Let’s face it:
You enjoy alcohol. It makes you feel good, it helps you loosen up, and it calms your nerves.
There is absolutely nothing wrong with that.
But you’ve probably heard people say that you should cut alcohol out if you ever want to get in good shape.
Is that the truth? Let’s find out.
How Alcohol Impacts Your Hormones
The common argument against alcohol while building muscle is that it leads to lower testosterone levels.
Given that testosterone plays a huge role in physical development, it makes sense to think that alcohol consumption equals muscle loss.
The problem is, research doesn’t find this to be true. For example, in one study, researchers had male subjects drink 30 to 40 grams of pure alcohol daily (1). Their testosterone levels dropped by an average of 6.8 percent after three weeks. For instance, if their testosterone was a healthy 600 ng/dL, that meant it had fallen to around 560 ng/dL. That’s pretty insignificant.
In other studies, large amounts of alcohol showed more significant drops in testosterone (up to 23 percent). Still, these were temporary, and levels got back to normal within a couple of days (2, 3, 4). Some of the research also showed that physical exertion before drinking the alcohol prolonged the testosterone-suppressing effects.
In other words, from a hormonal standpoint, small to moderate amounts of alcohol won’t lead to significant drops in testosterone or prevent you from building muscle.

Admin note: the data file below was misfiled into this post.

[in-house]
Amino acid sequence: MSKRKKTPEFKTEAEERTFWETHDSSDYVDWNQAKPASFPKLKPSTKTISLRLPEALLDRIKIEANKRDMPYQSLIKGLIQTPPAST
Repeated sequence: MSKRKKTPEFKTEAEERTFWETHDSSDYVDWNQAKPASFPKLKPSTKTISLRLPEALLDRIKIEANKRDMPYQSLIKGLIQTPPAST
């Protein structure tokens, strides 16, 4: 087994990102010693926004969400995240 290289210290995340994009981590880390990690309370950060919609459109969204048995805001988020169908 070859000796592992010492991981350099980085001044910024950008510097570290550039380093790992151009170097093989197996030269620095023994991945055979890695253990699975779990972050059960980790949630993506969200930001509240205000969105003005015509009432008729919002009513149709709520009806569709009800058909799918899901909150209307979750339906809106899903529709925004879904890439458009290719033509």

How Alcohol Impacts Your Motivation And Workout Quality
Yes, having some alcohol won’t stop you from building muscle on a physiological level. But this doesn’t mean it can’t impact muscle gain in other ways. Specifically, you need to ask yourself, “How would consuming alcohol make me behave?”
Most notably, alcohol can lead to a hangover with symptoms like headaches, irritability, fatigue, and muscle weakness (5). This would undoubtedly impact your workout quality and force you to take it easy. In many cases, people skip workouts altogether. The headache alone is often a reason enough to do so.
Plus, alcohol has been known to disrupt sleep, which isn’t exactly good for your energy levels, productivity, or muscle-building abilities (6, 7). So, it’s important to enjoy some alcohol, but avoid going overboard as that can worsen sleep quality.
In other words, while no solid research suggests that alcohol stops muscle gain directly, it can do so indirectly. By worsening training quality and reducing our motivation, we can find ourselves having sub-optimal workouts on days after drinking alcohol. This can have a significant long-term impact on those who drink regularly.
The Bottom Line
Small to moderate amounts of alcohol won’t impact muscle gain. To minimize the interference, drink responsibly, avoid drinking too often, and plan for a recovery day after a night of drinking.
So long as you do these, the occasional drink won’t be detrimental to your progress.